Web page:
new story published!
For relative values of “new,” I suppose. The first draft was written in 2011.
“The Coffinmaker’s Love” had its start at Clarion West. It was the first story that I wrote there, on Week Two, with Nancy Kress instructing. Week One was Paul Park, and he helped us lay groundwork and ran us through exercises, but no all-out story.
Paul had us talk about our strengths as writers, and I said, “I write pretty.”
It’s true. I do.
So, for the first story to be dissected by my colleagues, I played to my strengths. I went for pretty. I’m good with mood and dialogue, so I used those, too. I decided that I wanted to see if I could play with voice, so I chose to go with a pseudo-Victorian archness just to see if I could sustain it.
The story was received well-enough. Nancy said something along the lines of it being “a nice fable,” but not having enough substance. Fair enough.
Later in the workshop, I often used the term bagatelle to describe some pieces (both some of mine and of my colleagues)–I didn’t use it pejoratively, but descriptively. There’s nothing wrong with–and there can be a good deal right with–a bit of fluff that brightens your day. Over time, I have come to embrace that. Confections are wonderful. It’s not the whole of my work, either, but it’s fun.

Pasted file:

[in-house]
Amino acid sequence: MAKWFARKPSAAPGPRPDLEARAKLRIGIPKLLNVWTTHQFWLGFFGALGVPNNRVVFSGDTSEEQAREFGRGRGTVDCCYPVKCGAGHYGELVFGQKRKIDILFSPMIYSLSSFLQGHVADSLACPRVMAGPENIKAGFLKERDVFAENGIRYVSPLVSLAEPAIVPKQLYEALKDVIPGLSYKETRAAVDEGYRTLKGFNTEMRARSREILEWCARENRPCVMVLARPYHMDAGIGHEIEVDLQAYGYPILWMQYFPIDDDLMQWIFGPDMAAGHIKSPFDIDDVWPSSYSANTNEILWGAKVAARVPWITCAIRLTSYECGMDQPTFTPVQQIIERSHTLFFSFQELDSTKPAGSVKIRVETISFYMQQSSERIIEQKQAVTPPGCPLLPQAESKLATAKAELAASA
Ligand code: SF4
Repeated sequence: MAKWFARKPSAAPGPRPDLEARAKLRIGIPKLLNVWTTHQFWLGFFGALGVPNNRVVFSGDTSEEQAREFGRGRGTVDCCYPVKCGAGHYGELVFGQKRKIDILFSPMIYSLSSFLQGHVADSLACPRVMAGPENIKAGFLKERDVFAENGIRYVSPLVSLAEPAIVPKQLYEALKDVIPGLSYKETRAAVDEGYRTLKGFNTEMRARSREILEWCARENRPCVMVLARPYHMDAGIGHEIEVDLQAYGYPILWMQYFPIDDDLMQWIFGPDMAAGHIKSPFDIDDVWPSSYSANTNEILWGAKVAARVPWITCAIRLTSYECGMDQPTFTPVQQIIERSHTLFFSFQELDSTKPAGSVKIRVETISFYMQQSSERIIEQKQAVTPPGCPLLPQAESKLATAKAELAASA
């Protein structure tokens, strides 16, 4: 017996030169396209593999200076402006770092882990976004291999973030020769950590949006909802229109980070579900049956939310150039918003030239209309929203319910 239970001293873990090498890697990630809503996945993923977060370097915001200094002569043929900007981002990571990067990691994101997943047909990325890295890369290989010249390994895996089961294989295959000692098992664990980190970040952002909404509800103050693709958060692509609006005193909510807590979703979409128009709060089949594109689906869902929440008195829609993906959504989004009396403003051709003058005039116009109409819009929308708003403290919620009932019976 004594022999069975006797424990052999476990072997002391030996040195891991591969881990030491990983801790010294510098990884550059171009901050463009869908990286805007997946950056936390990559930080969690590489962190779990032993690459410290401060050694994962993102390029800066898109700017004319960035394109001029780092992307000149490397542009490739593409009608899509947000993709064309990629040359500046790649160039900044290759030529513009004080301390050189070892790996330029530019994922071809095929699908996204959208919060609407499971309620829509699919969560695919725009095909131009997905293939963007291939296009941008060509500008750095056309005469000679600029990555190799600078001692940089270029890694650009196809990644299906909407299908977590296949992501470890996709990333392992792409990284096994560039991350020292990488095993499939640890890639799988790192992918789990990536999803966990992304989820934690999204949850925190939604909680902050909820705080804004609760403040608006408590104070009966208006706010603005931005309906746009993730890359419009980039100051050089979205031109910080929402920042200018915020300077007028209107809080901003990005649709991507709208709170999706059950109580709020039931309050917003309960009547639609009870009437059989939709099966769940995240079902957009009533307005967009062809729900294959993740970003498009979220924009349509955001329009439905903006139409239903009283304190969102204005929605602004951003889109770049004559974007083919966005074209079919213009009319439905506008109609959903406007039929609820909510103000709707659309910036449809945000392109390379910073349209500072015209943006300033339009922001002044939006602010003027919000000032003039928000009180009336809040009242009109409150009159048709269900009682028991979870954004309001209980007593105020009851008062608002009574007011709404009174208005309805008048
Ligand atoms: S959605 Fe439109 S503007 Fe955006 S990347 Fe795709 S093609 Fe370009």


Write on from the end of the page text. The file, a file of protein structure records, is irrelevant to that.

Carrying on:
I don’t think that “The Coffinmaker’s Love” is a bagatelle. There’s too much bittersweetness there for it to be, and a purposeful undercurrent of dark and troublesome questions that only come up in the aftermath. It is, however, a locket story.
I came up with that description earlier this summer when the story was being edited and I had to describe the story and its scope to other people. What I mean by it is that it’s a small and fine work, with a small scope, intended to be pretty, containing something dear, and meant to be held near to one’s heart.
It’s not an epically ambitious story on existential themes like “Better the Night,” which I can’t seem to sell anywhere, or a softly important human story that gives people more room to find reflections of themselves like “Recognizing Gabe.”
Not everyone is going to find the contents of a locket story dear. But it should be clear that someone does, like stumbling over a small, wooden box full of love letters between strangers.
I’m very grateful to Beneath Ceaseless Skies for publishing the story. BCS editor-in-chief Scott Andrews was incredibly helpful and amazing; the story is many times better than it was because of his insight. Scott originally rejected the story, but allowed that he’d be happy to read a revision. Not being a complete idiot, I did indeed revise it. Fortunately, he eventually bought it.
In tweaking the darn thing, I had the particular help of two dear friends, Sarah Brandel and Tiffani Angus. They are both wonderful writers, and helped me make the story work.
This is my second professional sale, and it continues the worrisome pattern of selling stories to the first market I submit them to, or not at all. Don’t get me wrong: I’m happy to sell at all. But I hope that pattern breaks soon. I really want “Better the Night” and “Dogsbody” and “What the Queen saw” out there. Well, there’s still a ton of markets, right? Next! And I’ve got this other story I’m working on…
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